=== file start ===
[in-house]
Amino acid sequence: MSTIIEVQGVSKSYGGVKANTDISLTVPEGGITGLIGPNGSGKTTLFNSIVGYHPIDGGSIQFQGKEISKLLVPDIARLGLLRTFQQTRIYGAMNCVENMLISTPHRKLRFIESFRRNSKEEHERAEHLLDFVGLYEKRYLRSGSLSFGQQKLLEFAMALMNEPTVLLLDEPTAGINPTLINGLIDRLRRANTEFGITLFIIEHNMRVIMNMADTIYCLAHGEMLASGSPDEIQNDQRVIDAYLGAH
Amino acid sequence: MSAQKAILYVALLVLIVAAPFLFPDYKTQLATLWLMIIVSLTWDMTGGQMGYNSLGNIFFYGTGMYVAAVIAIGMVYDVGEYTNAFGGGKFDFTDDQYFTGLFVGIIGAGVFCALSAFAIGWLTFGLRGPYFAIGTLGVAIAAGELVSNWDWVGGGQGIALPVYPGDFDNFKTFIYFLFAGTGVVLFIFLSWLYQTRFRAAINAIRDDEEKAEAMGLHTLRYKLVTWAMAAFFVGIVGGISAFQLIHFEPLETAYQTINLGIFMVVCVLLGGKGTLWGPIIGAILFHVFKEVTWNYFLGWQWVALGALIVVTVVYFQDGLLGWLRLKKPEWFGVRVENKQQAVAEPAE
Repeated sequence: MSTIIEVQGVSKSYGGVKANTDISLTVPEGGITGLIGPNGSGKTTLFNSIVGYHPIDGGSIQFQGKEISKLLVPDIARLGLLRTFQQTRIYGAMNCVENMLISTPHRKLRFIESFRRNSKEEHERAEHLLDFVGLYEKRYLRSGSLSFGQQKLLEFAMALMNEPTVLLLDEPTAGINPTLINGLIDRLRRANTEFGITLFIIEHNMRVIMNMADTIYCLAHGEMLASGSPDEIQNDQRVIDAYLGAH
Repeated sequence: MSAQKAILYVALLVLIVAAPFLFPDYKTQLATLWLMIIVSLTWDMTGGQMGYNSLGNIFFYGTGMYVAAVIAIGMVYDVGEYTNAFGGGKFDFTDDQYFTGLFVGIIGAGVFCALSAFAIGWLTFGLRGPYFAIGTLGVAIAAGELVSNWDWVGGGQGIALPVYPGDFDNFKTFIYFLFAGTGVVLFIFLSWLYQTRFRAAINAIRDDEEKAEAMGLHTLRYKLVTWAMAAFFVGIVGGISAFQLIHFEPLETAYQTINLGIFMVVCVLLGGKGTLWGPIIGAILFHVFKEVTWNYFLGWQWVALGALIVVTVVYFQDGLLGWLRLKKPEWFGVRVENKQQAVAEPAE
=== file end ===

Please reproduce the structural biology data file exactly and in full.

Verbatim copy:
[in-house]
Amino acid sequence: MSTIIEVQGVSKSYGGVKANTDISLTVPEGGITGLIGPNGSGKTTLFNSIVGYHPIDGGSIQFQGKEISKLLVPDIARLGLLRTFQQTRIYGAMNCVENMLISTPHRKLRFIESFRRNSKEEHERAEHLLDFVGLYEKRYLRSGSLSFGQQKLLEFAMALMNEPTVLLLDEPTAGINPTLINGLIDRLRRANTEFGITLFIIEHNMRVIMNMADTIYCLAHGEMLASGSPDEIQNDQRVIDAYLGAH
Amino acid sequence: MSAQKAILYVALLVLIVAAPFLFPDYKTQLATLWLMIIVSLTWDMTGGQMGYNSLGNIFFYGTGMYVAAVIAIGMVYDVGEYTNAFGGGKFDFTDDQYFTGLFVGIIGAGVFCALSAFAIGWLTFGLRGPYFAIGTLGVAIAAGELVSNWDWVGGGQGIALPVYPGDFDNFKTFIYFLFAGTGVVLFIFLSWLYQTRFRAAINAIRDDEEKAEAMGLHTLRYKLVTWAMAAFFVGIVGGISAFQLIHFEPLETAYQTINLGIFMVVCVLLGGKGTLWGPIIGAILFHVFKEVTWNYFLGWQWVALGALIVVTVVYFQDGLLGWLRLKKPEWFGVRVENKQQAVAEPAE
Repeated sequence: MSTIIEVQGVSKSYGGVKANTDISLTVPEGGITGLIGPNGSGKTTLFNSIVGYHPIDGGSIQFQGKEISKLLVPDIARLGLLRTFQQTRIYGAMNCVENMLISTPHRKLRFIESFRRNSKEEHERAEHLLDFVGLYEKRYLRSGSLSFGQQKLLEFAMALMNEPTVLLLDEPTAGINPTLINGLIDRLRRANTEFGITLFIIEHNMRVIMNMADTIYCLAHGEMLASGSPDEIQNDQRVIDAYLGAH
Repeated sequence: MSAQKAILYVALLVLIVAAPFLFPDYKTQLATLWLMIIVSLTWDMTGGQMGYNSLGNIFFYGTGMYVAAVIAIGMVYDVGEYTNAFGGGKFDFTDDQYFTGLFVGIIGAGVFCALSAFAIGWLTFGLRGPYFAIGTLGVAIAAGELVSNWDWVGGGQGIALPVYPGDFDNFKTFIYFLFAGTGVVLFIFLSWLYQTRFRAAINAIRDDEEKAEAMGLHTLRYKLVTWAMAAFFVGIVGGISAFQLIHFEPLETAYQTINLGIFMVVCVLLGGKGTLWGPIIGAILFHVFKEVTWNYFLGWQWVALGALIVVTVVYFQDGLLGWLRLKKPEWFGVRVENKQQAVAEPAE